Ultra-Low Dose Free-Breathing Pediatric CT Imaging
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Clinical Cases

Ultra-Low Dose Free-Breathing Pediatric CT Imaging

Technologies has developed and would continue to develop innovations that follows the ALARA principles. Here we are showcase some novel clinical examples that achieved the dose as low as possible

By

Hashim Al-Awadhi

Badriya Mohammed Hassan

Published on :

Introduction

Anatomical and physiological differences between pediatric and adults require special attention when imaging pediatric patients. Before performing a pediatric CT examination, it is essential to fully evaluate the risks of the radiation dose and benefits of the requested examination. Systematic efforts can be used to drive process and quality improvement in terms of optimizing CT radiation dose while maintaining image utility. The other challenge was the imaging without sedation and breath hold. Image quality is a key factor because of these images are routinely used for clinical evaluation as well as preoperative surgical planning. Technologies has developed and will continue to develop innovations that follow the ALARA “As Low as Reasonably Achievable" principle.

Prospective

Technologies has developed and would continue to develop innovations that follows the ALARA principles. Here we are showcasing some novel clinical examples that achieved the dose as low as possible while using the technologies like care dose 4d and care kv, turbo flash, sub second rotation and Admire iterative recon algorithm.

Pediatric Case Study #1 DLP: 4 mGy x cm. Achieved effective dose level of 0.12 msv

History – 7-month-old male infant presented for follow up study of invasive fungal infection treated with 6 weeks of antifungals

Examination Protocol - • 70 kV • 10 mAs/rot • Dedicated single acquisition ultra-fast pediatric protocol for chest, abdomen and pelvis • CARE Dose4D and CARE KV • DLP: 4 mGy x cm. Achieved effective dose level of 0.12MsV (Conversion Factor abdo pelvis k=0.030) with superior image quality.

Diagnosis - Follow up CT imaging depict the appreciable therapeutic response. Resolution of the previously seen right para tracheal and retro caval lymph nodes. The mid bilateral basal pleural effusion and basal atelectatic bands are no longer visible in the current study. The liver is still seen mildly enlarged with resolution of the previously seen enhancing hepatic focal lesion showing residual hypodensity.

Pediatric Case Study #2 DLP: 8 mGy x cm. Achieved effective dose level of 0.2msv

History – 9-month-old female child presented for CT scan chest with right upper zone haziness a query of mediastinal mass. Suspecting hepatoblastoma and further evaluation of staging.

Examination Protocol – • 70 kV • 18 mAs/rot • Dedicated single acquisition ultra-fast pediatric protocol for chest two phase (P+C) • CARE Dose4D and CARE KV • DLP: 8 mGy x cm. Achieved effective dose level of 0.20 msv (Conversion Factor chest 1 year k=0.026) superior image quality.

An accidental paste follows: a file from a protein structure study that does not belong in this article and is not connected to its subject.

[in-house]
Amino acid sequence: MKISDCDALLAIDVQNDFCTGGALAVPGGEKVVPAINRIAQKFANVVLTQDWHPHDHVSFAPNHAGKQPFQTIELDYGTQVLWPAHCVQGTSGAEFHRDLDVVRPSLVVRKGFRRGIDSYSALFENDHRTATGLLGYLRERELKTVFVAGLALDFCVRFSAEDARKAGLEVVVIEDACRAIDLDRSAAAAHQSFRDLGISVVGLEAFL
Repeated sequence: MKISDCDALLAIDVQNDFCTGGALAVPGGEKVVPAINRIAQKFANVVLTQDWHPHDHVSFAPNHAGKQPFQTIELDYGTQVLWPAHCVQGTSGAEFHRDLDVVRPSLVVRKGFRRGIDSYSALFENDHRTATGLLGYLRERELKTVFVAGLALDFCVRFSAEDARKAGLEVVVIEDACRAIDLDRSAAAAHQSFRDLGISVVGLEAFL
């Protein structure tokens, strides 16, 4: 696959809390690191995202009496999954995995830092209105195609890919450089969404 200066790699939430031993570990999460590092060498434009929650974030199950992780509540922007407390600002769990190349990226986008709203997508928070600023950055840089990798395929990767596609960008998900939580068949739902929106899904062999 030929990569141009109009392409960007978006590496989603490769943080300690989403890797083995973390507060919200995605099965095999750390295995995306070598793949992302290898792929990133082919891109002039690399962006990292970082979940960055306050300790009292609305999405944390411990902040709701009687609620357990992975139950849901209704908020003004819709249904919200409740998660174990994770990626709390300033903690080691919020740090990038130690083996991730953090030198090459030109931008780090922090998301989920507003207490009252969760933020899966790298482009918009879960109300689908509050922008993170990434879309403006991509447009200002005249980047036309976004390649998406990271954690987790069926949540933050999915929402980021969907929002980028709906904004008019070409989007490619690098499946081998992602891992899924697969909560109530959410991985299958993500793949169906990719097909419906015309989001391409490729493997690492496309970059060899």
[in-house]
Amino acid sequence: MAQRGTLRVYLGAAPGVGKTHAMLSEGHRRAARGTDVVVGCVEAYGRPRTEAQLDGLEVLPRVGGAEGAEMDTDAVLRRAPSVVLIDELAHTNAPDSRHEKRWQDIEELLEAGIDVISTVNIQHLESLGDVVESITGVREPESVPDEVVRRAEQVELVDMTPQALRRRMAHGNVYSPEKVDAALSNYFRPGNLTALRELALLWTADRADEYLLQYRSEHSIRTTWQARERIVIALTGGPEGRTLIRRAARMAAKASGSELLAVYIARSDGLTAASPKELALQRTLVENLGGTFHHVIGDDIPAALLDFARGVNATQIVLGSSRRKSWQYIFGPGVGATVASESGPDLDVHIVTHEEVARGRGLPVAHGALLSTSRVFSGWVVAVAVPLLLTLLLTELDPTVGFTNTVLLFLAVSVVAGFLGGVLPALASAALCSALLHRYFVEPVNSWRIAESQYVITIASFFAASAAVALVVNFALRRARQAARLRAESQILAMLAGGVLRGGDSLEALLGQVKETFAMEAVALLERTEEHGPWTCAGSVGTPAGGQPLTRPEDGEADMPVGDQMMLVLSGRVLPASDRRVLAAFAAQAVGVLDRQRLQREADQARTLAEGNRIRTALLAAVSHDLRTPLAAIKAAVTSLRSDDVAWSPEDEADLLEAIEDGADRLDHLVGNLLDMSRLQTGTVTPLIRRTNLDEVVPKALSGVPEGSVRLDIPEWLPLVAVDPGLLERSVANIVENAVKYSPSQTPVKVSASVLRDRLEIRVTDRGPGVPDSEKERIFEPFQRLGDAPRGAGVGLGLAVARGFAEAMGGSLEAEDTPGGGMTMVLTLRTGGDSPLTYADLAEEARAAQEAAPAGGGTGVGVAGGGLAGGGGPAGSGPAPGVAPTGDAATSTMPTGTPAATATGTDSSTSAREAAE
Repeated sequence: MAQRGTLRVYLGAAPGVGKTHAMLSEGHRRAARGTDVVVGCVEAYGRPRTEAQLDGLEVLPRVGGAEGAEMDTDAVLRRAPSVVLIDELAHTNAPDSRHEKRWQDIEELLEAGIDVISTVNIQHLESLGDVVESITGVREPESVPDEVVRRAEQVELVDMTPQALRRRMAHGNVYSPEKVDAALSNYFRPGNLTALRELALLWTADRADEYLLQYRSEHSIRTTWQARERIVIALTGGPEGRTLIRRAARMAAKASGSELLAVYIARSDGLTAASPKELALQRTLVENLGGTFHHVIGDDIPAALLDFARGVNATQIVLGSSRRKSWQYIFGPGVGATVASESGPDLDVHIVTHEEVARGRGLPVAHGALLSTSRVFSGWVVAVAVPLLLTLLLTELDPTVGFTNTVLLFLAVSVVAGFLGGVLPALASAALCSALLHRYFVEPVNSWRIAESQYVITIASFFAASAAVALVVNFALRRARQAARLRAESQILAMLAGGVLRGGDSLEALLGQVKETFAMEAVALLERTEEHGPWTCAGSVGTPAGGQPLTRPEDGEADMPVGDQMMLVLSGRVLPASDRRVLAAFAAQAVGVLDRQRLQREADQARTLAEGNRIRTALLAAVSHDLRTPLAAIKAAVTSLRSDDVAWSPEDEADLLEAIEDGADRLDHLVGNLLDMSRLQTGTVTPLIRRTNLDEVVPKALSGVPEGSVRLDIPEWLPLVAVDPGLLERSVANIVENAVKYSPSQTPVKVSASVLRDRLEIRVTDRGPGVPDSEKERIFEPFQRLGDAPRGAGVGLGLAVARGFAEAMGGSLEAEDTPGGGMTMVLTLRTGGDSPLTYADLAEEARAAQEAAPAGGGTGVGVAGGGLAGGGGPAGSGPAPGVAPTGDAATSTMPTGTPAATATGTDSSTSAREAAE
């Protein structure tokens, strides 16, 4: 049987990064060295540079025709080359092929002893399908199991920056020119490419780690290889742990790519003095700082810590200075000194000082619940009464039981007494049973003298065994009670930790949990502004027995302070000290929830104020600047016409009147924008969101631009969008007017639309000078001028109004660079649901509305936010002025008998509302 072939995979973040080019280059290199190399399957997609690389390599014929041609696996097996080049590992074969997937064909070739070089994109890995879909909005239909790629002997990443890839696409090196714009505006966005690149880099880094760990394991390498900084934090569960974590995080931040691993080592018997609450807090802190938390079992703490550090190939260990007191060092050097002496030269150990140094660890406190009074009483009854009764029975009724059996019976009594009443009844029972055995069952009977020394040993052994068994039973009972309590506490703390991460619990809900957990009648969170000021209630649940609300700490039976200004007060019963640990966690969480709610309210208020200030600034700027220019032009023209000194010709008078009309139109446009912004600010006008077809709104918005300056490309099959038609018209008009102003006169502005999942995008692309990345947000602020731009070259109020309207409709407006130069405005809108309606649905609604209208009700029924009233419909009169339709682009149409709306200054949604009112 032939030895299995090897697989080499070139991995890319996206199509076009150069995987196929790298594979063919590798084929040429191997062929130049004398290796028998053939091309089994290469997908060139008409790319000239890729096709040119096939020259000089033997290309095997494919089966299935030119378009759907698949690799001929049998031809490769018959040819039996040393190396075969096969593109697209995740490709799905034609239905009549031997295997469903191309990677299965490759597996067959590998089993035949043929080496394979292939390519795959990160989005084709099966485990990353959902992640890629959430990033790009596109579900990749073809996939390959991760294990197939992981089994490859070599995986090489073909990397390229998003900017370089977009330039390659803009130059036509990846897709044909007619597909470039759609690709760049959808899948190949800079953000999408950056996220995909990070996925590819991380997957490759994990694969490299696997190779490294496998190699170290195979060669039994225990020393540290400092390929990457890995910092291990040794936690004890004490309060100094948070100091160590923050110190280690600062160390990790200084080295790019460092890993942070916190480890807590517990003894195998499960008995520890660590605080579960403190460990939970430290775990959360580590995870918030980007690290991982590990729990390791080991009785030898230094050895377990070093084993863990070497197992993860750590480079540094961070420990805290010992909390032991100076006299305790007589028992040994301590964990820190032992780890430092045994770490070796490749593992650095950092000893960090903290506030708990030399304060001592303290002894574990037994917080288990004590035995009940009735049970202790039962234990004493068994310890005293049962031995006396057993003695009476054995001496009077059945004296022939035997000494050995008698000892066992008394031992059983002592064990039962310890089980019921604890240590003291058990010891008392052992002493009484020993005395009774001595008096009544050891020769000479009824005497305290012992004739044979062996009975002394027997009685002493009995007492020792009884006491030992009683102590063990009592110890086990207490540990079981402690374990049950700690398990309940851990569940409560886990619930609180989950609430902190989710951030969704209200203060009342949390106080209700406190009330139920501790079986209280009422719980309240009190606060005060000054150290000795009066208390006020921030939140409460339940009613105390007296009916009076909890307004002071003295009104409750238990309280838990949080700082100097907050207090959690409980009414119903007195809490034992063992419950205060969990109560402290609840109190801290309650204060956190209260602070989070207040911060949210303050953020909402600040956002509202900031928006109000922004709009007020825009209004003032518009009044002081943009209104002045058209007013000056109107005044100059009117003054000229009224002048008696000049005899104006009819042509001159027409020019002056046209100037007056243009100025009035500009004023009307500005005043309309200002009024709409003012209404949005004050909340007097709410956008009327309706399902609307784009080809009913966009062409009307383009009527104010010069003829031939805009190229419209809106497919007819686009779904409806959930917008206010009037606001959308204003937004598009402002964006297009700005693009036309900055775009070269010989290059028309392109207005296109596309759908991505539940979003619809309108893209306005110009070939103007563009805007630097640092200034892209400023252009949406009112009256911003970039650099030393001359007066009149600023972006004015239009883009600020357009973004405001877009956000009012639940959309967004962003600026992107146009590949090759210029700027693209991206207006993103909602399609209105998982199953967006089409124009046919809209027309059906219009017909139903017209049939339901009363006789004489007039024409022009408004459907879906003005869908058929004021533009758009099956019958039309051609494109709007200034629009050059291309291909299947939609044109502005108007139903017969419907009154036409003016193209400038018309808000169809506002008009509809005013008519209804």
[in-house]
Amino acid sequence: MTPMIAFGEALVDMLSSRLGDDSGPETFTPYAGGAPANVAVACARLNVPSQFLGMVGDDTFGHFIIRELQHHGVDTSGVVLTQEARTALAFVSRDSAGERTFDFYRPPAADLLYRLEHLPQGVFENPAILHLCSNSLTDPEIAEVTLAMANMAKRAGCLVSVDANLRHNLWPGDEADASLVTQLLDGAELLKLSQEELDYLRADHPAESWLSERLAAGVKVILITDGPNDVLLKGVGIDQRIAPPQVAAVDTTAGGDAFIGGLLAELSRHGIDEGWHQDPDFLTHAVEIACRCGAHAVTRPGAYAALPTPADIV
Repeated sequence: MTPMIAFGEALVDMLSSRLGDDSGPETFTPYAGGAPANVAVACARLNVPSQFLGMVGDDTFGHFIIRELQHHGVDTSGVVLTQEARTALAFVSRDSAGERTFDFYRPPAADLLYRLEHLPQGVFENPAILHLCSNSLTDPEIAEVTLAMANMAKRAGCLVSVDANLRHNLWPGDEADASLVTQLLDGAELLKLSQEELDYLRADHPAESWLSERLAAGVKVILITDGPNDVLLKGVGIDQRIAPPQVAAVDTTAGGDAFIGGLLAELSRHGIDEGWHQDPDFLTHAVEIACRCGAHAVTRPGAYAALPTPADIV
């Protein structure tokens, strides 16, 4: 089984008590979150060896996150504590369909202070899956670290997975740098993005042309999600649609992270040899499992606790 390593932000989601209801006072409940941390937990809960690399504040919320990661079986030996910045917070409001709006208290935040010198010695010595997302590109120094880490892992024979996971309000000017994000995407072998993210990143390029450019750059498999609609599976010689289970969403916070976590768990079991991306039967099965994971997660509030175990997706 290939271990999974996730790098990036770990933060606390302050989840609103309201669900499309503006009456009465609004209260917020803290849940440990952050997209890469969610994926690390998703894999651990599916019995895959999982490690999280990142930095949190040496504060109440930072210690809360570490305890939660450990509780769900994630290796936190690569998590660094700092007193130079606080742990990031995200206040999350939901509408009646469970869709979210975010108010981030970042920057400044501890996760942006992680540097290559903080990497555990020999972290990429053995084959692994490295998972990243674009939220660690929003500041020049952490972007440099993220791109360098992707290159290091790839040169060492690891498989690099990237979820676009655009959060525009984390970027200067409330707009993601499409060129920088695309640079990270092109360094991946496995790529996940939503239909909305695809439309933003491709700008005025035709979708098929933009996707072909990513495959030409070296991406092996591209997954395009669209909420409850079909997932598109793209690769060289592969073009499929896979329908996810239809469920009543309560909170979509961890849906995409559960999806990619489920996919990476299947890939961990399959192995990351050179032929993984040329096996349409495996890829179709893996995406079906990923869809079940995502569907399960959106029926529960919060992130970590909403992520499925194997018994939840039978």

Diagnosis – CT evidence last heterogeneously enhancing mass like lesion involving the upper and lower lobes of right lung. The lesion shows air bronchogram and multiple low attenuation areas. The features most likely represent infective etiology (necrotizing pneumonia)

Pediatric Case Study #3 DLP: 15 mGy x cm. Achieved effective dose level of 0.73 msv

History – 6-month-old boy presented for CT scan chest and abdomen with a query of pulmonary nodule and hepatic mass. Suspecting hepatoblastoma and further evaluation of staging.

Examination Protocol – • 70 kV • 24 mAs/rot • Dedicated single acquisition ultra-fast pediatric protocol for chest and abdomen • CARE Dose4D and CARE KV • DLP: 15 mGy x cm. Achieved effective dose level of 0.73 MsV (Conversion Factor abdo pelvis 0-year k=0.049) superior image quality.

Diagnosis – Both the lung field appears to be normal and no evidence of sizable pulmonary nodule large hepatic infiltrative neoplastic mass lesion. Likely hepatoblastoma.

Pediatric Case Study #4 DLP: 19 mGy x cm. Achieved effective dose level of 0.38 msv

History – 5-year-old boy presented for CT scan Follow up study of Burkitt's lymphoma post chemo

Examination Protocol –• 70 kV • 30 mAs/rot • Dedicated single acquisition ultra-fast pediatric protocol for chest two phase (P+C) • CARE Dose4D and CARE KV • DLP: 19 mGy x cm. Achieved effective dose level of 0.38 Msv (Conversion Factor abdo pelvis 5-year k=0.020) with superior image quality.

Diagnosis –Post CT Compared images are evidence of B cell lymphoma showing residual short segmental small bowel mural thickening with significant proximal small bowel dilation. mild hepatomegaly and sub centimetric mesenteric lymph nodes are visible.

Conclusion

Adapting new CT technologies opens doors to a decisive factor in critical emergency situations and complex pediatric imaging. It helps us to perform CT studies without the need for breath-hold with high-quality diagnostic imaging. This is the case for trauma patients as well as for very young or elderly patients who are unable to hold their breath either at all or for longer periods of time. Here, fast scans eliminate the potential need for sedation or intubation, and thereby save additional costs. For those patients who still require an anesthetic, fast scans also reduce the associated risks. Somatom force CT scan can scan the entire thorax in sub seconds, and it can scan the thorax, abdomen, and pelvis in 1 second in high-pitch mode. This leads to significantly reduced motion artifacts.

Pediatric imaging presents specific challenges that range from reducing X-ray doses to creating an anxiety-free environment during imaging procedures. Innovative concepts and new technologies can help address all these challenges.

References

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